Wavelength Travels Back to the 90s

Sneaky Dee's stage was a wreck by the time their "Remember Toronto II: Bands Reunited" Wavelength edition ended. The event featured Grasshopper, The Electric Shoes, Kat Rocket and Tigerbomb.

I'm not going to lie and tell you that I've been a fan of these Indie bands since the 90s, because the truth is during that time I was way too into mainstream radio to even know about decent underground acts. So I attended Sneaky Dee's as a total newcomer to what seems to have been a show full of nostalgia.

I thought this was just another Wavelength music series. I'd never heard of these bands before so when I got in the venue and saw a tie dye shirt on The Electric Shoes front man, it didn't really make any sense to me.

I stepped in on the final song on Kat Rocket's set. Vocalist Stella Panacci sang her heart out while maintaining steady drum beats to the music. She sounded pretty flawless, and the reverb on her voice made them seem dreamy. When I got home I checked out their

The Electric Shoe


The Electric Shoe

. After hearing their songs, especially their mellow melancholy ones, I regretted not being able to see their entire set. I would have probably been a big fan of theirs if I knew them during the 90s. Hopefully they'll play another reunion show in the future so that I can actually appreciate their performance.



It's funny because when The Electric Shoe started playing, I thought to myself that it sounded a little dated. Sneaky Dee's was pretty packed at this point, and a few dancers at the front seemed to really love these guys. They played some really optimistic upbeat pop/rock songs. Definitely a great performance and interesting stage presence. The best part of all was when the lead singer Steve Shoe stepped out into the crowd for a more intimate, aggressive connection. Surrounded like a bonfire, he embraced the moment to become the enthusiastic front man he once was. It was only for maybe 2 minutes of their final song - but it was a good way to end their reunion set.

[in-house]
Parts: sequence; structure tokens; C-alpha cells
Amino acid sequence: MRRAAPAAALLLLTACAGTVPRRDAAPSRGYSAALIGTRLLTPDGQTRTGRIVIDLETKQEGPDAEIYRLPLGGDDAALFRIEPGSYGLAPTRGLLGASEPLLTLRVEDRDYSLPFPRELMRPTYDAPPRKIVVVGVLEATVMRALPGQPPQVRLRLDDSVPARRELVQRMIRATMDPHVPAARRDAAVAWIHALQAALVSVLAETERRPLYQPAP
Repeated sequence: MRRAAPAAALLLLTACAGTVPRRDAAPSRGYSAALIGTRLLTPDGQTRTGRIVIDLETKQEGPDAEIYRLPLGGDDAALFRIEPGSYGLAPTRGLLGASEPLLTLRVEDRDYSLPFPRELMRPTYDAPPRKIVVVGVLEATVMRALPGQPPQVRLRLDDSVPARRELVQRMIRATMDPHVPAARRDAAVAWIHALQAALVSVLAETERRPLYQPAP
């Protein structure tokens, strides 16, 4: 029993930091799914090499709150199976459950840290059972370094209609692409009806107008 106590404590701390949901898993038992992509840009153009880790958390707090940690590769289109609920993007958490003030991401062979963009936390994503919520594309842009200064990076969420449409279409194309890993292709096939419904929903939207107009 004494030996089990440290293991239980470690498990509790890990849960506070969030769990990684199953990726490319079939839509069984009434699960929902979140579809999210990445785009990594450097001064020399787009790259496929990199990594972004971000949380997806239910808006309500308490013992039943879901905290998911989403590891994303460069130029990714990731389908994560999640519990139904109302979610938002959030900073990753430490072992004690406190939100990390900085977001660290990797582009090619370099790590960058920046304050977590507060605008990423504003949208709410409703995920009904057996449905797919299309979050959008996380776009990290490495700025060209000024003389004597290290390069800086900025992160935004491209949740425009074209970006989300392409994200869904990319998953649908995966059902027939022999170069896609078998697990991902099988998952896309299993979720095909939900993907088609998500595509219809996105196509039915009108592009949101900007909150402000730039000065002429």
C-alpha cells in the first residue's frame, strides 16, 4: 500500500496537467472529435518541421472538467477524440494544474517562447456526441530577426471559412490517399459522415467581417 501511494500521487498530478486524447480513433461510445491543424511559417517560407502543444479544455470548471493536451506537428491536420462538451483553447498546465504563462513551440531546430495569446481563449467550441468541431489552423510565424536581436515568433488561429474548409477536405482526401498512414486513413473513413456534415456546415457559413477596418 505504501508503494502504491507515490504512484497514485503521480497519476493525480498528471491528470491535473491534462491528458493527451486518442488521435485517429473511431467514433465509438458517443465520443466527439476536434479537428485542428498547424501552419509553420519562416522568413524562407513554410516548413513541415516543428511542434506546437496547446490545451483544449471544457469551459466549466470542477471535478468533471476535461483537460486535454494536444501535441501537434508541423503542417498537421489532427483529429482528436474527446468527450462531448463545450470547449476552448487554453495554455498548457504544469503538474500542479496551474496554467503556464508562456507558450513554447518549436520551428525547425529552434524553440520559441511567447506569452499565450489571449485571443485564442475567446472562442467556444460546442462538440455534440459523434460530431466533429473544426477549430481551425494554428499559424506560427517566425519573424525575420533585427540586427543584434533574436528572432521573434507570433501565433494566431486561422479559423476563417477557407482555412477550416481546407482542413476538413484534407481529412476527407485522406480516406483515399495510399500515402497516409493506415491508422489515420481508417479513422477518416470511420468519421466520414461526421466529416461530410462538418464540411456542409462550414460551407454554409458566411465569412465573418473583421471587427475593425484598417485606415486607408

One's personal space at the venue got tighter and tighter as fans were preparing to see Grasshopper. I definitely recognized dread head Derek Madison, but not as the front man to a 90s garage-esque band. They played with two drummers, so one can only imagine how loud it was to stand near the monitors.

I didn't know who these bands were. I felt a little ignorant at this fact, but then I thought - I couldn't have been the only one who wasn't aware of these acts. Wavelength expects young crowds. This was probably a way to introduce us to Toronto's Indie past.

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